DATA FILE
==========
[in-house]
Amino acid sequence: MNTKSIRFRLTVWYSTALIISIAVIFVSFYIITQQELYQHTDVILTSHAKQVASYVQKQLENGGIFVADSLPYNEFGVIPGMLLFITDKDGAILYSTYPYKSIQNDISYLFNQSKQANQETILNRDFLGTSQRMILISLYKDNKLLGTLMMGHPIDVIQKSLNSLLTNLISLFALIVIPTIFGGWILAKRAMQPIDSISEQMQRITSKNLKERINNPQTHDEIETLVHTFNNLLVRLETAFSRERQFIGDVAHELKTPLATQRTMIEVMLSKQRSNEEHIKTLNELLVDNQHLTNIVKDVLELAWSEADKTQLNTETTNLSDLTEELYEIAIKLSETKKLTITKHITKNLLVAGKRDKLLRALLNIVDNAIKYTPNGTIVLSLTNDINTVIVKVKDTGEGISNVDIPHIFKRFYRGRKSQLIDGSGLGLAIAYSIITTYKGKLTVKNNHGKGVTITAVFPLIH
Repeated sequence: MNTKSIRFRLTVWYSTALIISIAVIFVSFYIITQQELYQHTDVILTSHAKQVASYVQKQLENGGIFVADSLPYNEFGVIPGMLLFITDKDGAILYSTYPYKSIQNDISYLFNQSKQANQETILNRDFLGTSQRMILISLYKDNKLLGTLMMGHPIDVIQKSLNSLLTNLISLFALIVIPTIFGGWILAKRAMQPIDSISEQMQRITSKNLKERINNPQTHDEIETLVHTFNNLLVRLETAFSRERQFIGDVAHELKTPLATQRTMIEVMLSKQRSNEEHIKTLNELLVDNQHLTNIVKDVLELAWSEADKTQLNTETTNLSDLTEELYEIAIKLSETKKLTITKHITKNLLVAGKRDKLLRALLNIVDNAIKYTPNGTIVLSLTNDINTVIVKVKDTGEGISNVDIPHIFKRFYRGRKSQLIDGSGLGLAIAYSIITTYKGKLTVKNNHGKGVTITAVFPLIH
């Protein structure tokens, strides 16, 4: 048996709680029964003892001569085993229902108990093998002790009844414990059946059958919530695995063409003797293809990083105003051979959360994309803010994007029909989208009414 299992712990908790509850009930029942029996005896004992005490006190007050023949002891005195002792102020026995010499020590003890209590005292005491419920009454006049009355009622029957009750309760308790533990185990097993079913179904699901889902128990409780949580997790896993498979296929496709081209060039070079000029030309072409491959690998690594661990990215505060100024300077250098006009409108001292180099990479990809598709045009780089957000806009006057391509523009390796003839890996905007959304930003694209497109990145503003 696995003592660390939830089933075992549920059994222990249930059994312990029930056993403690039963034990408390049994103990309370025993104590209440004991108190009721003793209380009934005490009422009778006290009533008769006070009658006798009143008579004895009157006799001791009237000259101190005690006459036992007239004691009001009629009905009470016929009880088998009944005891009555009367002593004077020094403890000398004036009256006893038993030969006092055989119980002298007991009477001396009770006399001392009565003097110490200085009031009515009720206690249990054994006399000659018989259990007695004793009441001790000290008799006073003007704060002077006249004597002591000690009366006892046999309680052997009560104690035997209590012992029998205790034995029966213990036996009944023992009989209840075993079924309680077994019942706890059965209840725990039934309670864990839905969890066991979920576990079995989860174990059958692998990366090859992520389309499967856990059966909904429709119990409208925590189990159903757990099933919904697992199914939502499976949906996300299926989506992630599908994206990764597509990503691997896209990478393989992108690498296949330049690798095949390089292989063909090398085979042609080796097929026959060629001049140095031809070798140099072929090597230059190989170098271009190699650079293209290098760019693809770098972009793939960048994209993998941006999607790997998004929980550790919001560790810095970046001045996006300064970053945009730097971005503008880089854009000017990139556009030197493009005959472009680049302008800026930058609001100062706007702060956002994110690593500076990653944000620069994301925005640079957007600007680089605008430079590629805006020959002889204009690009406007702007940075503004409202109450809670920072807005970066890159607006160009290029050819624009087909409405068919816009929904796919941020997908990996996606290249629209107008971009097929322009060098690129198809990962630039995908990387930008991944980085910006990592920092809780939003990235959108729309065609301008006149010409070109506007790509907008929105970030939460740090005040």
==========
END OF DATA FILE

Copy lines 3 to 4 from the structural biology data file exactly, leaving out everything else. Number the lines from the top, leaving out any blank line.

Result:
Repeated sequence: MNTKSIRFRLTVWYSTALIISIAVIFVSFYIITQQELYQHTDVILTSHAKQVASYVQKQLENGGIFVADSLPYNEFGVIPGMLLFITDKDGAILYSTYPYKSIQNDISYLFNQSKQANQETILNRDFLGTSQRMILISLYKDNKLLGTLMMGHPIDVIQKSLNSLLTNLISLFALIVIPTIFGGWILAKRAMQPIDSISEQMQRITSKNLKERINNPQTHDEIETLVHTFNNLLVRLETAFSRERQFIGDVAHELKTPLATQRTMIEVMLSKQRSNEEHIKTLNELLVDNQHLTNIVKDVLELAWSEADKTQLNTETTNLSDLTEELYEIAIKLSETKKLTITKHITKNLLVAGKRDKLLRALLNIVDNAIKYTPNGTIVLSLTNDINTVIVKVKDTGEGISNVDIPHIFKRFYRGRKSQLIDGSGLGLAIAYSIITTYKGKLTVKNNHGKGVTITAVFPLIH
């Protein structure tokens, strides 16, 4: 048996709680029964003892001569085993229902108990093998002790009844414990059946059958919530695995063409003797293809990083105003051979959360994309803010994007029909989208009414 299992712990908790509850009930029942029996005896004992005490006190007050023949002891005195002792102020026995010499020590003890209590005292005491419920009454006049009355009622029957009750309760308790533990185990097993079913179904699901889902128990409780949580997790896993498979296929496709081209060039070079000029030309072409491959690998690594661990990215505060100024300077250098006009409108001292180099990479990809598709045009780089957000806009006057391509523009390796003839890996905007959304930003694209497109990145503003 696995003592660390939830089933075992549920059994222990249930059994312990029930056993403690039963034990408390049994103990309370025993104590209440004991108190009721003793209380009934005490009422009778006290009533008769006070009658006798009143008579004895009157006799001791009237000259101190005690006459036992007239004691009001009629009905009470016929009880088998009944005891009555009367002593004077020094403890000398004036009256006893038993030969006092055989119980002298007991009477001396009770006399001392009565003097110490200085009031009515009720206690249990054994006399000659018989259990007695004793009441001790000290008799006073003007704060002077006249004597002591000690009366006892046999309680052997009560104690035997209590012992029998205790034995029966213990036996009944023992009989209840075993079924309680077994019942706890059965209840725990039934309670864990839905969890066991979920576990079995989860174990059958692998990366090859992520389309499967856990059966909904429709119990409208925590189990159903757990099933919904697992199914939502499976949906996300299926989506992630599908994206990764597509990503691997896209990478393989992108690498296949330049690798095949390089292989063909090398085979042609080796097929026959060629001049140095031809070798140099072929090597230059190989170098271009190699650079293209290098760019693809770098972009793939960048994209993998941006999607790997998004929980550790919001560790810095970046001045996006300064970053945009730097971005503008880089854009000017990139556009030197493009005959472009680049302008800026930058609001100062706007702060956002994110690593500076990653944000620069994301925005640079957007600007680089605008430079590629805006020959002889204009690009406007702007940075503004409202109450809670920072807005970066890159607006160009290029050819624009087909409405068919816009929904796919941020997908990996996606290249629209107008971009097929322009060098690129198809990962630039995908990387930008991944980085910006990592920092809780939003990235959108729309065609301008006149010409070109506007790509907008929105970030939460740090005040």